Borges was all about this weird mix of the mystic and the banal. If you haven't read The Library of Babel, it is brilliant.
I see it as, on its face, referencing the idea that Judas was asked by Jesus to turn him over to the Romans, and so wasn't actually a betrayer. There is a Gospel of Judas, one of the Gnostic Gospels, that has been interpreted this way (but this particular translation is disputed). Others have made various arguments over the years as to what this whole story really means. So Runeberg's works are various explanations for why that might have been so. His first book argues that Judas betrayed Jesus to be a kind of mirror of the holiness of Jesus's sacrifice. In his second book, Runeberg instead suggests that Judas did what he did as a way of renouncing all hope of closeness to God, a sort of ultimate humility.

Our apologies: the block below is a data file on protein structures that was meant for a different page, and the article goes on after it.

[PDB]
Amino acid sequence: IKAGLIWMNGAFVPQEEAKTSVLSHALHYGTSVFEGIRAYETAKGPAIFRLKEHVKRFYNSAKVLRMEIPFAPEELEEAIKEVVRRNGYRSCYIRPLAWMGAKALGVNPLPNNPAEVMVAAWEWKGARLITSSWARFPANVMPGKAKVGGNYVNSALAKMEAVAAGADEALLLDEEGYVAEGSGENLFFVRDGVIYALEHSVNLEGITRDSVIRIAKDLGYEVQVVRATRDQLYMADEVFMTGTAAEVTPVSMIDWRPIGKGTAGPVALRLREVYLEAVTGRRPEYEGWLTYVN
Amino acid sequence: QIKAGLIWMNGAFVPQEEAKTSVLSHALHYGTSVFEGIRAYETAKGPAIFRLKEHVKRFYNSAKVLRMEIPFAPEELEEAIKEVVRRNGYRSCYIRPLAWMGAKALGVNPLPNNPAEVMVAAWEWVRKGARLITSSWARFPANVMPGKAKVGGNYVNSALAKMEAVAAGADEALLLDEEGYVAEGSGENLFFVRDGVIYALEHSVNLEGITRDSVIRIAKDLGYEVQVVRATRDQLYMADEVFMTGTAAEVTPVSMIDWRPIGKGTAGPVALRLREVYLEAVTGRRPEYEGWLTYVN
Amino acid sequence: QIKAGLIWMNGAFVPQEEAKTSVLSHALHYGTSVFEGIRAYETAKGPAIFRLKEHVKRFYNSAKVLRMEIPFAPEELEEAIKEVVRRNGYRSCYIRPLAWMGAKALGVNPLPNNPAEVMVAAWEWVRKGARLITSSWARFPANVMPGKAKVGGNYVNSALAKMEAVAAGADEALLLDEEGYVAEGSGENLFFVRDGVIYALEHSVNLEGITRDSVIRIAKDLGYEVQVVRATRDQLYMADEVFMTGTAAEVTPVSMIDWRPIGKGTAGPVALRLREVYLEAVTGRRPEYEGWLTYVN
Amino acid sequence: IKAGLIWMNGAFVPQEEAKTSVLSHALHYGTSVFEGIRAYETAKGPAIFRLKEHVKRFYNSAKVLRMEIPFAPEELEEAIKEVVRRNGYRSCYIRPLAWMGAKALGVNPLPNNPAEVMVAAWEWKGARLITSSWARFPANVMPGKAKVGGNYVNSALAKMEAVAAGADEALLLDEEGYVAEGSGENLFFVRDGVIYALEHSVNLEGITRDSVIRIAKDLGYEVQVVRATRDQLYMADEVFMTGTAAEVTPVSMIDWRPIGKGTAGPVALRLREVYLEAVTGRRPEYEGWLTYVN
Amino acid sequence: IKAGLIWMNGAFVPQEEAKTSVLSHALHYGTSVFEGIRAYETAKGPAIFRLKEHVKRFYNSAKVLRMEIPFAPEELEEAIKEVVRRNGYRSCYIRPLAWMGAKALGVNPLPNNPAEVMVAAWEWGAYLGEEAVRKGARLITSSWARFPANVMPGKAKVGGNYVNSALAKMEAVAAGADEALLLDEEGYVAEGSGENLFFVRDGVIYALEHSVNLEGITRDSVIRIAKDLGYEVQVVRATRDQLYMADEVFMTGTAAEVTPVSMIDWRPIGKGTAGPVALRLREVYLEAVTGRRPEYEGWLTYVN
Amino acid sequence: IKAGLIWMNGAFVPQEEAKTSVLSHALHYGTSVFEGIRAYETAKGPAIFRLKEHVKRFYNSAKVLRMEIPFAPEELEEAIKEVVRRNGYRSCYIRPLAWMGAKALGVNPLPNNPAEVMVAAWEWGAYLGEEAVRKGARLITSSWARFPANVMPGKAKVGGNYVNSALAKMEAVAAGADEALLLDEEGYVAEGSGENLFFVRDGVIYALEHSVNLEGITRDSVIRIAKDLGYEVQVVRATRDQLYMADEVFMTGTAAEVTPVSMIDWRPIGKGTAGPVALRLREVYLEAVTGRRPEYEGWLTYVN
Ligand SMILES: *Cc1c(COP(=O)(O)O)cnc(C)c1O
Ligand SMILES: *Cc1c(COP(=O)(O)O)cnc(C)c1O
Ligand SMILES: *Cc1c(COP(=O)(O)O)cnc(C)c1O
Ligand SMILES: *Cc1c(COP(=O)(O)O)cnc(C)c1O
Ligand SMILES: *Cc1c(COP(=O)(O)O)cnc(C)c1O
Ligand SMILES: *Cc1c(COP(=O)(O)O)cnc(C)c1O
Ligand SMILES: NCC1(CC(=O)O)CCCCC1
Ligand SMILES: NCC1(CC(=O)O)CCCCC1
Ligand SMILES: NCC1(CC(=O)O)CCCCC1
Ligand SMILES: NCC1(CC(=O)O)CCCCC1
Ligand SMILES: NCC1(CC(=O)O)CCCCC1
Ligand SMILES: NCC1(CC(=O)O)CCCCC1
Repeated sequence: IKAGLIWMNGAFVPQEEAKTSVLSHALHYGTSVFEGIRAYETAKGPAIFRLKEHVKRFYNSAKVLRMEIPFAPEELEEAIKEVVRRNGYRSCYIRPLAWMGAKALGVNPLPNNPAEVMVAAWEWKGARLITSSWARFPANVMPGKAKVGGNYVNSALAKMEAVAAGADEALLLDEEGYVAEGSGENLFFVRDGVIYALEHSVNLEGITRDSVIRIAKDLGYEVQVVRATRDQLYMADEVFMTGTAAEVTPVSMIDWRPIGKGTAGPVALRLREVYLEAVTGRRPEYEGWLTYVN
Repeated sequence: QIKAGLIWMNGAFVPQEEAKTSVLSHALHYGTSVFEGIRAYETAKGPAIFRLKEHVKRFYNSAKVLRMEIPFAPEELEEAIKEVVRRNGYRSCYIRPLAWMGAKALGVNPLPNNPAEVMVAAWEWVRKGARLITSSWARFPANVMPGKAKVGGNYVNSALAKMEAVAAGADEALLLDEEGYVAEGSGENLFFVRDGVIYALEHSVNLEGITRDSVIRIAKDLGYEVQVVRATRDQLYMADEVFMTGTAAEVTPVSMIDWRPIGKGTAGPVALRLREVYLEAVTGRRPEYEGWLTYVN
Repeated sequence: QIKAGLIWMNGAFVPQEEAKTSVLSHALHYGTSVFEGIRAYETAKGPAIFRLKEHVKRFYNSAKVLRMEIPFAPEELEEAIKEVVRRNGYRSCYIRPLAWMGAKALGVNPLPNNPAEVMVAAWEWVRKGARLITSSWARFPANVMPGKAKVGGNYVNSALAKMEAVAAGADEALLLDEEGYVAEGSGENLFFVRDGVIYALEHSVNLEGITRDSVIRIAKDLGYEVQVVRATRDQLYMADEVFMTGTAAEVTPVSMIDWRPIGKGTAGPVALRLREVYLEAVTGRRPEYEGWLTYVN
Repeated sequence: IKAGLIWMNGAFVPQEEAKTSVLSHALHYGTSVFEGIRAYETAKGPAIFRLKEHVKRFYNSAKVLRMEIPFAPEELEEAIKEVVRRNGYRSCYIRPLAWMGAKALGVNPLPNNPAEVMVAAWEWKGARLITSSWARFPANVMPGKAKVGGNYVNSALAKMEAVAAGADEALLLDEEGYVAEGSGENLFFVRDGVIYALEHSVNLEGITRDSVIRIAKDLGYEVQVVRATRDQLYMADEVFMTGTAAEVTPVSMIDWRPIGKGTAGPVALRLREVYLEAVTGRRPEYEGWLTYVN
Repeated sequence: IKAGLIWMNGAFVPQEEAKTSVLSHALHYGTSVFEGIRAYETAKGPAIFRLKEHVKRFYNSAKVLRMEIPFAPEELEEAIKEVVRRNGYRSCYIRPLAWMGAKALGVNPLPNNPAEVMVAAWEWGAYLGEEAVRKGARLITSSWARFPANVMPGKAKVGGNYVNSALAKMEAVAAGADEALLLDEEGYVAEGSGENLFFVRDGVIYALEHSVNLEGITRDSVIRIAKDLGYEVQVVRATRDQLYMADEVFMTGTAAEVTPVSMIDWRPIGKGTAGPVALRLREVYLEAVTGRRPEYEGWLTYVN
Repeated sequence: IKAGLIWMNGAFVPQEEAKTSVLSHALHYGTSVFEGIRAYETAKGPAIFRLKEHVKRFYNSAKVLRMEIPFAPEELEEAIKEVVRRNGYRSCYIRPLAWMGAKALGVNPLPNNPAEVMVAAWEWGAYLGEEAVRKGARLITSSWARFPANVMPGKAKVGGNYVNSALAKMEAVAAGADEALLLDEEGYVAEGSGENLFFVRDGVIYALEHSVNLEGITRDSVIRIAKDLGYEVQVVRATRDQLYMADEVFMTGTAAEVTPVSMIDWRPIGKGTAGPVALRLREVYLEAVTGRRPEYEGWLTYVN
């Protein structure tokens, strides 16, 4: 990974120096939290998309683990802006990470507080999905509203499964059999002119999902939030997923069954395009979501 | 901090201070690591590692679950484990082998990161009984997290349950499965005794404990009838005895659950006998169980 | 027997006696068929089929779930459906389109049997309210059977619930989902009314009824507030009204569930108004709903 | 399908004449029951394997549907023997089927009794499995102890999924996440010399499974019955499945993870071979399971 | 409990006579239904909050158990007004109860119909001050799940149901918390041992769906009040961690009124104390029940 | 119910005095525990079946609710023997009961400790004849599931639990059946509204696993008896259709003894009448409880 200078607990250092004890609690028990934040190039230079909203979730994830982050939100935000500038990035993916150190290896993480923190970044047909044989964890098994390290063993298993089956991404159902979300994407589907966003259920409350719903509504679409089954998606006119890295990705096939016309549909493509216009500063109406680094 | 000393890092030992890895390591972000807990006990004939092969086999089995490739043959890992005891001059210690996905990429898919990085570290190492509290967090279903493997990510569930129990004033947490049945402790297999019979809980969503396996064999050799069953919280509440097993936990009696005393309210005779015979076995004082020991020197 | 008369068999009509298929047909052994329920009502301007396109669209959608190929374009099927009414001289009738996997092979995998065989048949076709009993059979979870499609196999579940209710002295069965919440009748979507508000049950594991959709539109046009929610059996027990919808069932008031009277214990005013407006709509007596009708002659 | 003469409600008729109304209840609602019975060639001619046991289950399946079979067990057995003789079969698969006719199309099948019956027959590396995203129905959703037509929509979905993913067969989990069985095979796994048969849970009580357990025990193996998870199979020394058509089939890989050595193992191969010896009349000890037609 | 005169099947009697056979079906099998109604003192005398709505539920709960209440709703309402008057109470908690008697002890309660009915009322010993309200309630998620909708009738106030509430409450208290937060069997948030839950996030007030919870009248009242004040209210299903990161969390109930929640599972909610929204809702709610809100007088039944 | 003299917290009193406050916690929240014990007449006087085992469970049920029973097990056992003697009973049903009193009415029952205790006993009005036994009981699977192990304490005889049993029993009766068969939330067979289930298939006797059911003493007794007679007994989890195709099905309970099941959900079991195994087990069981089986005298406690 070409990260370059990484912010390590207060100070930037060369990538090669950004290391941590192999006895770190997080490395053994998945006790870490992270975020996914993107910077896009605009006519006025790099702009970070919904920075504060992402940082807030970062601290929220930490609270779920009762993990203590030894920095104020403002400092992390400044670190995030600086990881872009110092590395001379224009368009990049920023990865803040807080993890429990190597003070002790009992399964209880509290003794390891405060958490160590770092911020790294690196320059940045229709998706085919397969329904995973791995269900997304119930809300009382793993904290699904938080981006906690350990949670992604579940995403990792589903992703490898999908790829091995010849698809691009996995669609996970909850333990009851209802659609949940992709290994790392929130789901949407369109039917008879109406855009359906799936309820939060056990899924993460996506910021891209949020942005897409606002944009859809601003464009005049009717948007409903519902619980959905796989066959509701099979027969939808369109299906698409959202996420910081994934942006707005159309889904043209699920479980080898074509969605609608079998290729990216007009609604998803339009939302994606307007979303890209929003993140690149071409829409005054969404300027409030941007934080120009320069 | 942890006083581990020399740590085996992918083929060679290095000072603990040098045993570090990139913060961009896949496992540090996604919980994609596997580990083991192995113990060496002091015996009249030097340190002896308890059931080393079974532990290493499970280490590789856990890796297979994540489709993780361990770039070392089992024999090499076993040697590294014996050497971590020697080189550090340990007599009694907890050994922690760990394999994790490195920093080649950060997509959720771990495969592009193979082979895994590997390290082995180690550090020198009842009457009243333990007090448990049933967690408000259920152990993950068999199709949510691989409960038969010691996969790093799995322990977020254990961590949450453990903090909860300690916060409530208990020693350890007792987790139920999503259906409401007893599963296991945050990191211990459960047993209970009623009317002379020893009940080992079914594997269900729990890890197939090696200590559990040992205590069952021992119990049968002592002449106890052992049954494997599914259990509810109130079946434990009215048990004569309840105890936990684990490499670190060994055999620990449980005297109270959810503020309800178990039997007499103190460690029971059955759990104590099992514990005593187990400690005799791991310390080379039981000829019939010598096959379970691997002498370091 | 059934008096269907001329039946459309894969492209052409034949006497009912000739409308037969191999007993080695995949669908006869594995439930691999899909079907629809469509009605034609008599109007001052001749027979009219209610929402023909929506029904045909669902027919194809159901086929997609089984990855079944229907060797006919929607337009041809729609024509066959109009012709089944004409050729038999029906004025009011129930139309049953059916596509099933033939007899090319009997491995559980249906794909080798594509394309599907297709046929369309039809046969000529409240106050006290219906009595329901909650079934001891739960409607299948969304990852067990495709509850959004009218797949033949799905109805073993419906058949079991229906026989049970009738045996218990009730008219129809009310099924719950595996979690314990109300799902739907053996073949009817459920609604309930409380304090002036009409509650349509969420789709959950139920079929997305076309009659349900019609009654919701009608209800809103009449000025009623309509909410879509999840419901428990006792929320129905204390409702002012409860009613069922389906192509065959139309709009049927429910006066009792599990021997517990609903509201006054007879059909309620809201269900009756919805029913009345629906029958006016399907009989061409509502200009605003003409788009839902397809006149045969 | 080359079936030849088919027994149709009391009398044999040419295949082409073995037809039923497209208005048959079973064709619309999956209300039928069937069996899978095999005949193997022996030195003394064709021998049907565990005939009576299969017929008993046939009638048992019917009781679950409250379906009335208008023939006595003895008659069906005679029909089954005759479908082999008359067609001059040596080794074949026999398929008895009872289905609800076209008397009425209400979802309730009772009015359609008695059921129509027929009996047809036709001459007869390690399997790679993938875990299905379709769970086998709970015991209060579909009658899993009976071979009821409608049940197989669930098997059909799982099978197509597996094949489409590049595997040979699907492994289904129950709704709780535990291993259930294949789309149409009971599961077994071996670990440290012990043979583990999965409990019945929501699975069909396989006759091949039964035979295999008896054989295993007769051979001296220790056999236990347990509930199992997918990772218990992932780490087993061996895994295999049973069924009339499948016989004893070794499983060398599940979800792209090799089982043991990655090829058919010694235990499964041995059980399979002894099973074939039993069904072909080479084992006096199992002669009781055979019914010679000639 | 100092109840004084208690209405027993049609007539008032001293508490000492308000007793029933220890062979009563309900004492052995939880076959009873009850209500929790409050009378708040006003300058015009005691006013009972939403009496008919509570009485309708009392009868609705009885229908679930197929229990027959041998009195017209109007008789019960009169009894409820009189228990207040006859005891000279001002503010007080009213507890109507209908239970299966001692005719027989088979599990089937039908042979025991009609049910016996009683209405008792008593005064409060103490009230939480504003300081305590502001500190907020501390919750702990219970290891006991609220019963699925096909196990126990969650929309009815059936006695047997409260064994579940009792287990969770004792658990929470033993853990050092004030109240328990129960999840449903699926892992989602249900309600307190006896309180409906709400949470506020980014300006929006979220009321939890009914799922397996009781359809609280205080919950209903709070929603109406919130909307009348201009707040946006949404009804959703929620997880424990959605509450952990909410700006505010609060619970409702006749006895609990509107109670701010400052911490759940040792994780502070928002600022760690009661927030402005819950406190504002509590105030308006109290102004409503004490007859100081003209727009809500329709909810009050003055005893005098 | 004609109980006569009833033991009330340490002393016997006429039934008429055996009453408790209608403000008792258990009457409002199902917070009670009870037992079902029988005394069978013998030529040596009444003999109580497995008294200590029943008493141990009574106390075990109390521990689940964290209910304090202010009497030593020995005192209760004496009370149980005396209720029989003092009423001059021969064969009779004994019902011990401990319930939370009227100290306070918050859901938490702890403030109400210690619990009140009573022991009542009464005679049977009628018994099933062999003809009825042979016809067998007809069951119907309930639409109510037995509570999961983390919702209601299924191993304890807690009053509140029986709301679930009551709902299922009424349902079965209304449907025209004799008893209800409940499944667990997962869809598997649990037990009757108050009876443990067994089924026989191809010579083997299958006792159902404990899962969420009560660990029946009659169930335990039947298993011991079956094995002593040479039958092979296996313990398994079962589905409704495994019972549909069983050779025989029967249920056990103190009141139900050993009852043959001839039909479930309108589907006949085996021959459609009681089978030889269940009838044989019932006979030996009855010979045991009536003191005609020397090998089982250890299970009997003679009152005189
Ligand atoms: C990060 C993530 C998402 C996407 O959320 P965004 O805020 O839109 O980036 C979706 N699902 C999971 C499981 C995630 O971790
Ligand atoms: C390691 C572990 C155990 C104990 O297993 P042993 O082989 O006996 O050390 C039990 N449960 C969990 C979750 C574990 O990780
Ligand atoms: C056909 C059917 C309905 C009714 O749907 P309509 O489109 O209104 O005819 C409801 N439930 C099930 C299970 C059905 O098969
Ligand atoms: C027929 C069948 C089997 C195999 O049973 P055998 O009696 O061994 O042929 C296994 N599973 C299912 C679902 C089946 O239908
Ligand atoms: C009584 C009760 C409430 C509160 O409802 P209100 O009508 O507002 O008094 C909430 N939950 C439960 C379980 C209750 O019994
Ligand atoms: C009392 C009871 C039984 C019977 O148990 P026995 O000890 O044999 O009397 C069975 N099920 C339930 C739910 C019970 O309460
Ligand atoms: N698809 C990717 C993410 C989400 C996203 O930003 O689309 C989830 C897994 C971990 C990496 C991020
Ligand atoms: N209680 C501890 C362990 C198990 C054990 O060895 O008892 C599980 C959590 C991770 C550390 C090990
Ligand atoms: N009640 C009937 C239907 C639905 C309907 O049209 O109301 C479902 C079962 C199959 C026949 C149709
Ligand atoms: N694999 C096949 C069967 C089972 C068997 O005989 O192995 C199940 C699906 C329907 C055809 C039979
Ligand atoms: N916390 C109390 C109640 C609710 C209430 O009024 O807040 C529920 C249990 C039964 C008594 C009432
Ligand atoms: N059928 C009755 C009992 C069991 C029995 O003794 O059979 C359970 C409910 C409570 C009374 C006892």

But I think there's more going on (and there always is with Borges). It's interesting to me that Runeberg changes his mind in response to criticism, but it's not clear whether he's actually convinced or cowed. There's also an interesting irony in how the story ends. Borges starts by putting Runeberg in the same camp as various early Gnostics, who were seen by what became the Christian church as heretical. Gnosticism's tenets could vary, but usually there was the idea of finding secret knowledge of the nature of the universe (and the belief that our world was an imperfect one, created by their version of the devil (the Demiurge), to imprison mankind). So on the one hand, Borges says that Runeberg would've been relegated to obscurity with the other Gnostics, but then at the end, suggests that Runeberg was outcast and ultimately died because he found secret knowledge that was too much for him. But it's also unclear which of his two theses are actually the one that was right, and the whole thing may be a coincidence or lunacy.
Layers upon layers.